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What is a typical rate for a textbook contributor?

Q: What is a typical rate for a textbook contributor? Do I have any negotiation power if I think the rate isn’t fair?

A: Lorraine Papazian-Boyce, author of ICD-10-CM/PCS Coding: A Map for Success, and the upcoming Pearson’s Comprehensive Medical Coding: ICD-10-CM/PCS, ICD-9-CM, CPT, HCPCS:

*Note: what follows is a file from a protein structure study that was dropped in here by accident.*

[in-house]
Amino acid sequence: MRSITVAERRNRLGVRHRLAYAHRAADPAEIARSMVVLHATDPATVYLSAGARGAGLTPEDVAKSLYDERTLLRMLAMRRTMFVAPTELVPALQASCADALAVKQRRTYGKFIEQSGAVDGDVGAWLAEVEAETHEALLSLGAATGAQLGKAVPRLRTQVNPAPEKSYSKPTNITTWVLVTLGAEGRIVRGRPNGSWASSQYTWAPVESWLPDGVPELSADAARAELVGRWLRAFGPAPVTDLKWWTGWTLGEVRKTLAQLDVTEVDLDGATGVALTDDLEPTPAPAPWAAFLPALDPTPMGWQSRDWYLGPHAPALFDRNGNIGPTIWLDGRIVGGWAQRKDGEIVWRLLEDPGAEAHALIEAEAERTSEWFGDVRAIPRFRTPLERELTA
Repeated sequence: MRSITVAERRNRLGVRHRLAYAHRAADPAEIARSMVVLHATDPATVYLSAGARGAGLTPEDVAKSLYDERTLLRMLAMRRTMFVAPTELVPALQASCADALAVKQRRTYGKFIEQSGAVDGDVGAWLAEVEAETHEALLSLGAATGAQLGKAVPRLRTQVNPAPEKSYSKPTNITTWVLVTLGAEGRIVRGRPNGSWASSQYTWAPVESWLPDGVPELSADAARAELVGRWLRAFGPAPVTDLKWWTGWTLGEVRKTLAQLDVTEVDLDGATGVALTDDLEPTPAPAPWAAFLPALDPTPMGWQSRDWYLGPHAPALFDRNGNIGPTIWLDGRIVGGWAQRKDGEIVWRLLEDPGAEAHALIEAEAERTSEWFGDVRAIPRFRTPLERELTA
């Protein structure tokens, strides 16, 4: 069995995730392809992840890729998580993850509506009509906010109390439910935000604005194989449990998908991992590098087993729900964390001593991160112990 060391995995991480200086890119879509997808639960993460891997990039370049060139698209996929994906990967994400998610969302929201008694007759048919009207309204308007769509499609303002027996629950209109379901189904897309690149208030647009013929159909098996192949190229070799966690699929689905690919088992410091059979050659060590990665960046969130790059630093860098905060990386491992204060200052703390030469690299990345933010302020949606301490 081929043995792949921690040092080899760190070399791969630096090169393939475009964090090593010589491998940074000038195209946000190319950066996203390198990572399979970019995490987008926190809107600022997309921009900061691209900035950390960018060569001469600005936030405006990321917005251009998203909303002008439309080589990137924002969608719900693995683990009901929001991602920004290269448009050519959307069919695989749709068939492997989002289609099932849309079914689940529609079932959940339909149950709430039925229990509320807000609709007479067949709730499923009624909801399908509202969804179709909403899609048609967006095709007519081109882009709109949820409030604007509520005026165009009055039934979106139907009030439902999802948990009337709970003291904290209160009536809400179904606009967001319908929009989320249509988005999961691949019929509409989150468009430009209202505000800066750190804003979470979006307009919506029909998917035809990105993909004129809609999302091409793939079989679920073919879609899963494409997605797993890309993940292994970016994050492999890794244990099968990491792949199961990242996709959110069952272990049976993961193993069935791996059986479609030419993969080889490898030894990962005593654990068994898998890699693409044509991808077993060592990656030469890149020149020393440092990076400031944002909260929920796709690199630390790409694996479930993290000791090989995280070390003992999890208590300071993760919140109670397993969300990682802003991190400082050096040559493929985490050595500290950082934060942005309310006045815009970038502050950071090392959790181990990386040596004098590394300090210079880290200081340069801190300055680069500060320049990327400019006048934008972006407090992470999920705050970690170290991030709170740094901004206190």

“I’ve contributed to dozens of projects for multiple publishers over the last 8-9 years. It is a wonderful way to get started in the field, gain credibility with a publisher, and earn money here and now. The rate for contributors depends on the type of content you’re being asked to develop, such as exercises, a chapter, supplements, etc. It also varies by field and publisher. I’ve usually received a flat rate per project, but sometimes it’s pieced out, for example, per exercise or question written. As with any freelance work, you need to figure a reasonable rate that you would like to make per hour and estimate how long the work will take based on your experience. Ask for the project to be as well-defined as possible, or define the scope yourself upon acceptance. Then if (when) the scope expands, you have a basis for negotiating more money or refusing the work. In my experience, rates are usually, but not always, negotiable especially with a well-reasoned rationale. Negotiability also depends on your own experience and credibility and how hard-pressed the publisher is to find someone.”